How much of it is truly 'Christianity' of course depends on defining terms. When one thinks of the countless lives touched by grace, and however feebly, lived out in praise of a gracious God , a book like this is not getting close to real Christianity. Behind the visible church there is the body of Christ, not of course completely dissociated from it, but neither by any means to be identified wholly with it.

4. Yet history is the story of God's providence. The great benefit of a book like this is the panoramic sweep both of time and space that it gives. Even what we might be tempted to call Christendom and worse has been decreed and guided by God. The story of the visible church has been under his control. He works all things together for the good of those who love him and are called according to his purpose. All is ultimately to his perfect satisfaction and to the glory of his Son. We cannot be dismissive of what we do not like about 'church history'. It is still very much our story.

In the end we look from Christianity to Christ and to God. This book in essence sees religion as a human phenomenon. Thank God it is not merely that. There is a God and in a world that through the most religiously privileged people of that day crucified his Son, he is working his purposes out to their inevitably glorious conclusion.

The Abiding Presence

I am a fan of Hugh Martin (1822-85). He did not write a lot, as far as I am aware, but the works I have - 'The Atonement' , his commentary on Jonah and expositions on Simon Peter - have satisfied at every level.

Recently I purchased 'The Abiding Presence' (Christian Focus, 2009) and read it over my holiday. It is a remarkable book. His starting point is the conjunction of the presence of Jesus with his people (Matt 28:20 )and the existence of the gospels - the 'memoirs' of Christ ('the book of the generation of Jesus Christ' Matt 1:1').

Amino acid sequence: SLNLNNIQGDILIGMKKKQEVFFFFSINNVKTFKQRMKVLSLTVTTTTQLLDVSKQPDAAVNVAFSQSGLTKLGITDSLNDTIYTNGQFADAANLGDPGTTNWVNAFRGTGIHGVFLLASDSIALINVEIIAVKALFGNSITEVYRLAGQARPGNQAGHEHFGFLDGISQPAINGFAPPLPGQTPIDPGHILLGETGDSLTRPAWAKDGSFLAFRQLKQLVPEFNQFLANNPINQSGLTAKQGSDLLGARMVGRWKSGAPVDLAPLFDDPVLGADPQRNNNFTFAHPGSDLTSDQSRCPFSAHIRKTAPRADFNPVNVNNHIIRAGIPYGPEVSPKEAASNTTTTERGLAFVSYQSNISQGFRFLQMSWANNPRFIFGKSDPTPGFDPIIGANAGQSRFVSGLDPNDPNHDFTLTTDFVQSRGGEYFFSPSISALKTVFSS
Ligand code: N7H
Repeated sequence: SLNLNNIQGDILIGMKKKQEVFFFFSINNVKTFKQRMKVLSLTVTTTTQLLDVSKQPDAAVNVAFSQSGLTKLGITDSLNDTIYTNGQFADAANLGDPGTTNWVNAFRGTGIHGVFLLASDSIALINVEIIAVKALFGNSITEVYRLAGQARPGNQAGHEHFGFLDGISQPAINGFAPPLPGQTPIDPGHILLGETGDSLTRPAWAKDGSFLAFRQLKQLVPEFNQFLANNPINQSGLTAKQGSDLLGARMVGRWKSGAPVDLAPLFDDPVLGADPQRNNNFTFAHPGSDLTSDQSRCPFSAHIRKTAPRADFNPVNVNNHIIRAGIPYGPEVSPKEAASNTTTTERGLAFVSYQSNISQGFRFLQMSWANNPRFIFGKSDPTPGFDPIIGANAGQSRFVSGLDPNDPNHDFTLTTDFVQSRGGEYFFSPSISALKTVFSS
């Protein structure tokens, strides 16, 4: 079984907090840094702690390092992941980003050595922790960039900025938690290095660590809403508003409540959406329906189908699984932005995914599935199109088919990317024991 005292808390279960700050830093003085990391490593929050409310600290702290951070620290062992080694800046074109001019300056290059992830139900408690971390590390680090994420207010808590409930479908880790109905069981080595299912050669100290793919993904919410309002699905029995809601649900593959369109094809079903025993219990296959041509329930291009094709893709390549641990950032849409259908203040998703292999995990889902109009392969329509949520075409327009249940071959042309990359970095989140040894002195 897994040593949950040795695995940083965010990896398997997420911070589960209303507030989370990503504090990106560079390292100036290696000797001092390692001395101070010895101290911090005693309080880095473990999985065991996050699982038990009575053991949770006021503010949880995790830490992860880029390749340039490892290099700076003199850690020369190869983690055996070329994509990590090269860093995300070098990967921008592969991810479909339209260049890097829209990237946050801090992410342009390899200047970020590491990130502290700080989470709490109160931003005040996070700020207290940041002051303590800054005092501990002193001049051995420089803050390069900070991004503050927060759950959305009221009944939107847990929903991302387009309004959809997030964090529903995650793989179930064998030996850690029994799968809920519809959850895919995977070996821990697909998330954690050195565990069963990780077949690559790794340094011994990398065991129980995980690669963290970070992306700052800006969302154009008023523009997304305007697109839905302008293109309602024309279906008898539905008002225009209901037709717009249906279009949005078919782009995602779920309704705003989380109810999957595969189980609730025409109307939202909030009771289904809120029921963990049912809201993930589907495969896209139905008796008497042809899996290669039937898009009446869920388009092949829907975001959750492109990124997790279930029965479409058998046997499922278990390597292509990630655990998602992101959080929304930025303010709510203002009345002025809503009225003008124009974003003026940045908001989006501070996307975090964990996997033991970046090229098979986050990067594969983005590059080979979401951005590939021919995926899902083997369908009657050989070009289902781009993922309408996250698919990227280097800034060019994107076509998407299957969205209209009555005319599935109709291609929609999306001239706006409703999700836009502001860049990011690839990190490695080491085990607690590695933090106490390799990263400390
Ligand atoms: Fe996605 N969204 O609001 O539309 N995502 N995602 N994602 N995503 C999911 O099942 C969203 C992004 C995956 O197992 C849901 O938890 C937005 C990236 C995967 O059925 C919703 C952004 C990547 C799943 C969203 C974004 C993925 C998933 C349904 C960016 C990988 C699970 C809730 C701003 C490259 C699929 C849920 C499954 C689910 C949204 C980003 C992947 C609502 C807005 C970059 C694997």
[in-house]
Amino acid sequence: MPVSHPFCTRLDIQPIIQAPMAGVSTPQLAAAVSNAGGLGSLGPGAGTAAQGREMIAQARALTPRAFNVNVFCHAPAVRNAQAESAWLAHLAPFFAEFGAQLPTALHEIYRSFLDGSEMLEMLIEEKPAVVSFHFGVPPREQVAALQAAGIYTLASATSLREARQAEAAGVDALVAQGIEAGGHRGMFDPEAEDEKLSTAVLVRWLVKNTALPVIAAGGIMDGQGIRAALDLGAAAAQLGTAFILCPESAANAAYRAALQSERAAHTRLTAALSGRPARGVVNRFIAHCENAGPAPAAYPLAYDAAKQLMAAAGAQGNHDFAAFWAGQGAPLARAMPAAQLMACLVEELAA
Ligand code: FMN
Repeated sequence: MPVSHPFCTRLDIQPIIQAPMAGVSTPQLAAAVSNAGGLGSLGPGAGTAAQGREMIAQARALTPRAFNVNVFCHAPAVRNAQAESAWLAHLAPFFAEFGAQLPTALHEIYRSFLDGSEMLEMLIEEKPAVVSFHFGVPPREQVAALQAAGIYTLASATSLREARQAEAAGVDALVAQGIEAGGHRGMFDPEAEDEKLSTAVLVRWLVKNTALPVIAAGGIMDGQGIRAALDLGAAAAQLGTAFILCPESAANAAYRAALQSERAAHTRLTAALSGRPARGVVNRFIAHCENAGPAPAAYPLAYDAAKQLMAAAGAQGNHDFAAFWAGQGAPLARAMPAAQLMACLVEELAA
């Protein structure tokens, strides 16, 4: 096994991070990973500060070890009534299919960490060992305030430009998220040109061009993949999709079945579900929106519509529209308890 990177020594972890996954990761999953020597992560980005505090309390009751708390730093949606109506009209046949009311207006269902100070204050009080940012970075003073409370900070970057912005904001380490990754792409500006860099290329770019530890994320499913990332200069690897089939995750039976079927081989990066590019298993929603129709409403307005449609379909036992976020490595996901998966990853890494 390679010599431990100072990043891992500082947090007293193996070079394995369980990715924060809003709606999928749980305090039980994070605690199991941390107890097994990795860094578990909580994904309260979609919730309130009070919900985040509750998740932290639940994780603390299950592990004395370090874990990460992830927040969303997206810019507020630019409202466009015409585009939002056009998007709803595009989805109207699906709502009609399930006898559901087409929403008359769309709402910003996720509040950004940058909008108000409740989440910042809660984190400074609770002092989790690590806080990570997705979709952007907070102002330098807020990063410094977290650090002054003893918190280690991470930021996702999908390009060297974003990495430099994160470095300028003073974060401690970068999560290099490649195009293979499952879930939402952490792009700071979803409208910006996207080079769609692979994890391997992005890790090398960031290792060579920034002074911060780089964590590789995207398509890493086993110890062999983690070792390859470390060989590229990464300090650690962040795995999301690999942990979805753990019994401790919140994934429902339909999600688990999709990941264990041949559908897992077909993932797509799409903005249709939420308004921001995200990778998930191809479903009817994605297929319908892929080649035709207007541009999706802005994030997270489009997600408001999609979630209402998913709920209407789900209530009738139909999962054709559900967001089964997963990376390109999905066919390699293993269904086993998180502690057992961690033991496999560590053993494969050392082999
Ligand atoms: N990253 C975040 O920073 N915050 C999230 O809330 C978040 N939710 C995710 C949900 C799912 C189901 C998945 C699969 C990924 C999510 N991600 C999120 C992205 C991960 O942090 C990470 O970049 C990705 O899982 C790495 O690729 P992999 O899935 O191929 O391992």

He shows from John 14:16-26, 16:13-22 that the presence of the Spirit is the real presence of Christ.

'You may have his perfect and all sufficient biography; but without the Spirit of Jesus you cannot appreciate the life of Jesus; for you are not yourself quickened to live in the same spiritual world, or atmosphere and realm, with him.'

He expands on how the living presence brings the 'biography' to life, and illustrates from particular events in the gospels (the baptism, the temptations, the sermon in the synagogue at Nazareth, and the cross)how these speak to us today through the abiding presence of Christ. The section on the 'perpetuity of the sacrifice' in relation to the cross is particularly helpful in showing how the cross, while being a 'once for all' sacrifice, has still a present efficacy for the believer.

There follow sections on the application of the principle to other parts of the New Testament, discussion of the twofold revelation of Christ (to us and in us) and a closing section on the presence of Christ in his people - its causes and consequences, and cautions concerning it.

A book that probably needs to be read more than once - but penetrating and full of insights.

Wednesday, 10 August 2011

Riots in London

'An orgy of rioting and looting' over four days in August, and 200 people arrested. This was how the 'Liverpool Daily Post' described the aftermath of the police strike in Liverpool in 1919. It did not take much, even directly after the Great War, to cause people to lose their inhibitions about stealing and violence - just the removal of the threat of being caught.